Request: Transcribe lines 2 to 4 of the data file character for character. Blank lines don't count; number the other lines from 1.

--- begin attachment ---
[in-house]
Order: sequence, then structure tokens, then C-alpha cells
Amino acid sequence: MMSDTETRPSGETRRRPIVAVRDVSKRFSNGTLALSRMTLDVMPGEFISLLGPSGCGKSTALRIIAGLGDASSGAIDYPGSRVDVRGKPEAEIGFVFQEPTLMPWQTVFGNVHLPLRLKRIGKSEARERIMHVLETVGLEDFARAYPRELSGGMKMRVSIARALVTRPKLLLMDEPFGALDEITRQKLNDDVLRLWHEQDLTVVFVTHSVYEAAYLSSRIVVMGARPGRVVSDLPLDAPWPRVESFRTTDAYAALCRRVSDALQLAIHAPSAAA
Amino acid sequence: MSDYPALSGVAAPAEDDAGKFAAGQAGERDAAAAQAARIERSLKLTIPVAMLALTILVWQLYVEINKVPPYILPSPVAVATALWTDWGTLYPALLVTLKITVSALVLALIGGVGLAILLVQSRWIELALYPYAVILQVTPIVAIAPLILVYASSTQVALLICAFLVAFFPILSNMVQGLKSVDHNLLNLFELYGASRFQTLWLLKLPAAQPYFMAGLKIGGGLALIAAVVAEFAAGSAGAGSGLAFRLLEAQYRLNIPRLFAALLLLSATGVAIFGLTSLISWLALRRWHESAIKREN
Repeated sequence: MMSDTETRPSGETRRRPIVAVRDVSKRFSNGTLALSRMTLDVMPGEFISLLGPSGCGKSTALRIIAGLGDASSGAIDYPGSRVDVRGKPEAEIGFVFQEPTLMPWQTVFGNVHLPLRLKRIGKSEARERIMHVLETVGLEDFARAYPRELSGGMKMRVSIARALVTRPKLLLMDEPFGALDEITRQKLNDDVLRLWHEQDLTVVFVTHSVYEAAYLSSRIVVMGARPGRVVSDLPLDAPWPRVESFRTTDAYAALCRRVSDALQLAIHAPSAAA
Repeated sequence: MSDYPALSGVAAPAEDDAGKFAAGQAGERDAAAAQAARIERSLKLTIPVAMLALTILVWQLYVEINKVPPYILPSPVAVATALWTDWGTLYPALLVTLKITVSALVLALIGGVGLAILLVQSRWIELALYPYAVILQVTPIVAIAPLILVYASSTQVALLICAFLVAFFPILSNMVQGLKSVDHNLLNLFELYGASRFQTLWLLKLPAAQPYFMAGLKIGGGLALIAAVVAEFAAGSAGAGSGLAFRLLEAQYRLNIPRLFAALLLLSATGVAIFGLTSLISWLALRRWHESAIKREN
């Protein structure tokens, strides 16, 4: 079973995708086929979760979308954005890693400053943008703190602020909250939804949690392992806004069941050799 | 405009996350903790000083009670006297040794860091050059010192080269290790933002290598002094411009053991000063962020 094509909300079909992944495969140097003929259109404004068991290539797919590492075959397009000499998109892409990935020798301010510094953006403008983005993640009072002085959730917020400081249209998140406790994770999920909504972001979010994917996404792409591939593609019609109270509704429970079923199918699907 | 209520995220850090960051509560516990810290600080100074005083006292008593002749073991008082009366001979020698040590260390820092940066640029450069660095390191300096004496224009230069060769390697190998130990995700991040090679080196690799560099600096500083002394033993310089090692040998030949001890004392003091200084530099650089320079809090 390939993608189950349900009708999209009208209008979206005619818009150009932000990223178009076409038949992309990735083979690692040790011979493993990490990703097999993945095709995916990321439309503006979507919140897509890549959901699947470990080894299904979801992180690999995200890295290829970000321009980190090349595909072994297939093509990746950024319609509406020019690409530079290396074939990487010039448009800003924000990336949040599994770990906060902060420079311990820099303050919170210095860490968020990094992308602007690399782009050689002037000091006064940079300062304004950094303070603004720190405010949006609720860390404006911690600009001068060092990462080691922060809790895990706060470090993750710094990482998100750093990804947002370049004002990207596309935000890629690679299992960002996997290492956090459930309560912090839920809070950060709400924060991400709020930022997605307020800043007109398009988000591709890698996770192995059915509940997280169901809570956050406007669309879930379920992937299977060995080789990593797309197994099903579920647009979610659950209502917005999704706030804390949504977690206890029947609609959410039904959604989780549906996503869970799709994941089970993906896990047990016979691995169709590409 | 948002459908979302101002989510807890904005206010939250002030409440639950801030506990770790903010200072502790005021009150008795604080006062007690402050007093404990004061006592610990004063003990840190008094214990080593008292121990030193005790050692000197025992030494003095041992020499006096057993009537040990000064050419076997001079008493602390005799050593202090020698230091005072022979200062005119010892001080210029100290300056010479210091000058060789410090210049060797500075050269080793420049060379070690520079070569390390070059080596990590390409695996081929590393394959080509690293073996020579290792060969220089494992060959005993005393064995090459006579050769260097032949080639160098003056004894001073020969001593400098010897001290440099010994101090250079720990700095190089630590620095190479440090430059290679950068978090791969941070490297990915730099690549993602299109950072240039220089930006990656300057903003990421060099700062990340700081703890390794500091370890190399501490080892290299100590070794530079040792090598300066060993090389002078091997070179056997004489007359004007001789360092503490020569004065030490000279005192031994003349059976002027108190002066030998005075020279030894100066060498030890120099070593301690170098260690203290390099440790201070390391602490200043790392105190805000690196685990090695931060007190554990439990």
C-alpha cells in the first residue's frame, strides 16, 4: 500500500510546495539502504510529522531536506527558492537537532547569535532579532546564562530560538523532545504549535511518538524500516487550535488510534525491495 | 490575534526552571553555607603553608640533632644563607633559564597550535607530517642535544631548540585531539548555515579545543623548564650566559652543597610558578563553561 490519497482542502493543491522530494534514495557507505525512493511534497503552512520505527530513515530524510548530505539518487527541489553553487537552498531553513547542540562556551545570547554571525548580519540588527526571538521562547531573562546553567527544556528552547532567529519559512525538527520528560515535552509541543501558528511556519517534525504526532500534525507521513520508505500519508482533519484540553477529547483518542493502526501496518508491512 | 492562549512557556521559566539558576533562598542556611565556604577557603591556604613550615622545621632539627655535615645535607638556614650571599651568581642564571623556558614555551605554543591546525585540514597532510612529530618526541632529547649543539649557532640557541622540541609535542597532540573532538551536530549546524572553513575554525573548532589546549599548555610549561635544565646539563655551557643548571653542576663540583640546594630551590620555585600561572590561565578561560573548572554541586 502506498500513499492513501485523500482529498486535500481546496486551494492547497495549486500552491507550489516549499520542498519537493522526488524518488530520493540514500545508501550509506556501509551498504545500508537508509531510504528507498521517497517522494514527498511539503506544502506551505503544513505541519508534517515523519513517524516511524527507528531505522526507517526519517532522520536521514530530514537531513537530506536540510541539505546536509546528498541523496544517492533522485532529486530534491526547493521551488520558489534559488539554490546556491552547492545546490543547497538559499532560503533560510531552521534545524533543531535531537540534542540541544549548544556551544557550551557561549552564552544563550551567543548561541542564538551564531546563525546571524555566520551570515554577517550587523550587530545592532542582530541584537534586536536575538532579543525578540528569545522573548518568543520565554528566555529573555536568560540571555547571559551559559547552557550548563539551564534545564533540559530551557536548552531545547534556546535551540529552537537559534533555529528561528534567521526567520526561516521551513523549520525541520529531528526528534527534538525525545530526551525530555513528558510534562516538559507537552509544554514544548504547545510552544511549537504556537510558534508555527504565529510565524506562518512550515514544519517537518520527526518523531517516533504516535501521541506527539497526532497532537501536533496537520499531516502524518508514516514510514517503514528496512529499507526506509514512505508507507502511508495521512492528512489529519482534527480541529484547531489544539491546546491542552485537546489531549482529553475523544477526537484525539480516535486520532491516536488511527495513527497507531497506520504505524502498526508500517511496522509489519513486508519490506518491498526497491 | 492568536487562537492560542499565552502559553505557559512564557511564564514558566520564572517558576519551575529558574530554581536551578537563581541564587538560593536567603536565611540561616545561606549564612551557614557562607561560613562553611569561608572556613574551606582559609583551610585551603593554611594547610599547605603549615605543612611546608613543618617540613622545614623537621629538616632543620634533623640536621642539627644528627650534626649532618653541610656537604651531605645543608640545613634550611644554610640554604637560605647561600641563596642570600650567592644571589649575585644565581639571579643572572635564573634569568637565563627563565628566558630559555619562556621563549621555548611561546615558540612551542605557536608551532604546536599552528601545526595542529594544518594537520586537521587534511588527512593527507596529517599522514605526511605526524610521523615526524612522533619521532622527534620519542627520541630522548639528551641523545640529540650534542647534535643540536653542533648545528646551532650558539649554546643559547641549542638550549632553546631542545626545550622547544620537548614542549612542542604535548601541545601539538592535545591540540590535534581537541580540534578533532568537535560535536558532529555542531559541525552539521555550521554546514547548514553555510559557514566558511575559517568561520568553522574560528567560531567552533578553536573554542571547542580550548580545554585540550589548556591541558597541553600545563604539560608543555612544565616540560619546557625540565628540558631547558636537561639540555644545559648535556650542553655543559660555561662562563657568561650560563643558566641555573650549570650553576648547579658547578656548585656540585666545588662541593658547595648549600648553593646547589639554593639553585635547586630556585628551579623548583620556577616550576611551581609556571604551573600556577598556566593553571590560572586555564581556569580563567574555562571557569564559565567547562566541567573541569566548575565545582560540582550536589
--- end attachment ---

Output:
Order: sequence, then structure tokens, then C-alpha cells
Amino acid sequence: MMSDTETRPSGETRRRPIVAVRDVSKRFSNGTLALSRMTLDVMPGEFISLLGPSGCGKSTALRIIAGLGDASSGAIDYPGSRVDVRGKPEAEIGFVFQEPTLMPWQTVFGNVHLPLRLKRIGKSEARERIMHVLETVGLEDFARAYPRELSGGMKMRVSIARALVTRPKLLLMDEPFGALDEITRQKLNDDVLRLWHEQDLTVVFVTHSVYEAAYLSSRIVVMGARPGRVVSDLPLDAPWPRVESFRTTDAYAALCRRVSDALQLAIHAPSAAA
Amino acid sequence: MSDYPALSGVAAPAEDDAGKFAAGQAGERDAAAAQAARIERSLKLTIPVAMLALTILVWQLYVEINKVPPYILPSPVAVATALWTDWGTLYPALLVTLKITVSALVLALIGGVGLAILLVQSRWIELALYPYAVILQVTPIVAIAPLILVYASSTQVALLICAFLVAFFPILSNMVQGLKSVDHNLLNLFELYGASRFQTLWLLKLPAAQPYFMAGLKIGGGLALIAAVVAEFAAGSAGAGSGLAFRLLEAQYRLNIPRLFAALLLLSATGVAIFGLTSLISWLALRRWHESAIKREN